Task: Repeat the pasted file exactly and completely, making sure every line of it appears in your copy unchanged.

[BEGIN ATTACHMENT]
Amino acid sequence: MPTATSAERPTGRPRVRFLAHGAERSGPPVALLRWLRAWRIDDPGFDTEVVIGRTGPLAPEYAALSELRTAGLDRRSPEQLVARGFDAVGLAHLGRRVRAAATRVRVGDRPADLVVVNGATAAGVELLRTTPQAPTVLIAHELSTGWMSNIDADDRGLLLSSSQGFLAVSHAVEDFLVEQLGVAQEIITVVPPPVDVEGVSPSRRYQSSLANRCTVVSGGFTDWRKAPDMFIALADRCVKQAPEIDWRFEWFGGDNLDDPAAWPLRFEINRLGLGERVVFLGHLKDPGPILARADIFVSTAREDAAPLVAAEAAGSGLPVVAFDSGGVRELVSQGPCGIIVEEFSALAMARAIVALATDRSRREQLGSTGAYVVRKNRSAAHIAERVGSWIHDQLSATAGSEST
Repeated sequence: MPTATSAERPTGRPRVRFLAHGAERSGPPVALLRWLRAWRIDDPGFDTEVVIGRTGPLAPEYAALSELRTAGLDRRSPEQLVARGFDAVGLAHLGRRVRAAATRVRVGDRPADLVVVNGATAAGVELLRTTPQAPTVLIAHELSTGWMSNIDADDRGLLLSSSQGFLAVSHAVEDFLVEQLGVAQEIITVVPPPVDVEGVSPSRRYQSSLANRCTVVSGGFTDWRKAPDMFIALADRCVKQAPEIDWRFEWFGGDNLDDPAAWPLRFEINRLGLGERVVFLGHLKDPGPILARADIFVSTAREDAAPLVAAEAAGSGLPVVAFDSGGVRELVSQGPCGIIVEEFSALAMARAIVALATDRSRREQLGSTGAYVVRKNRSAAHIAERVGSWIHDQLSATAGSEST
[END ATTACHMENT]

Amino acid sequence: MPTATSAERPTGRPRVRFLAHGAERSGPPVALLRWLRAWRIDDPGFDTEVVIGRTGPLAPEYAALSELRTAGLDRRSPEQLVARGFDAVGLAHLGRRVRAAATRVRVGDRPADLVVVNGATAAGVELLRTTPQAPTVLIAHELSTGWMSNIDADDRGLLLSSSQGFLAVSHAVEDFLVEQLGVAQEIITVVPPPVDVEGVSPSRRYQSSLANRCTVVSGGFTDWRKAPDMFIALADRCVKQAPEIDWRFEWFGGDNLDDPAAWPLRFEINRLGLGERVVFLGHLKDPGPILARADIFVSTAREDAAPLVAAEAAGSGLPVVAFDSGGVRELVSQGPCGIIVEEFSALAMARAIVALATDRSRREQLGSTGAYVVRKNRSAAHIAERVGSWIHDQLSATAGSEST
Repeated sequence: MPTATSAERPTGRPRVRFLAHGAERSGPPVALLRWLRAWRIDDPGFDTEVVIGRTGPLAPEYAALSELRTAGLDRRSPEQLVARGFDAVGLAHLGRRVRAAATRVRVGDRPADLVVVNGATAAGVELLRTTPQAPTVLIAHELSTGWMSNIDADDRGLLLSSSQGFLAVSHAVEDFLVEQLGVAQEIITVVPPPVDVEGVSPSRRYQSSLANRCTVVSGGFTDWRKAPDMFIALADRCVKQAPEIDWRFEWFGGDNLDDPAAWPLRFEINRLGLGERVVFLGHLKDPGPILARADIFVSTAREDAAPLVAAEAAGSGLPVVAFDSGGVRELVSQGPCGIIVEEFSALAMARAIVALATDRSRREQLGSTGAYVVRKNRSAAHIAERVGSWIHDQLSATAGSEST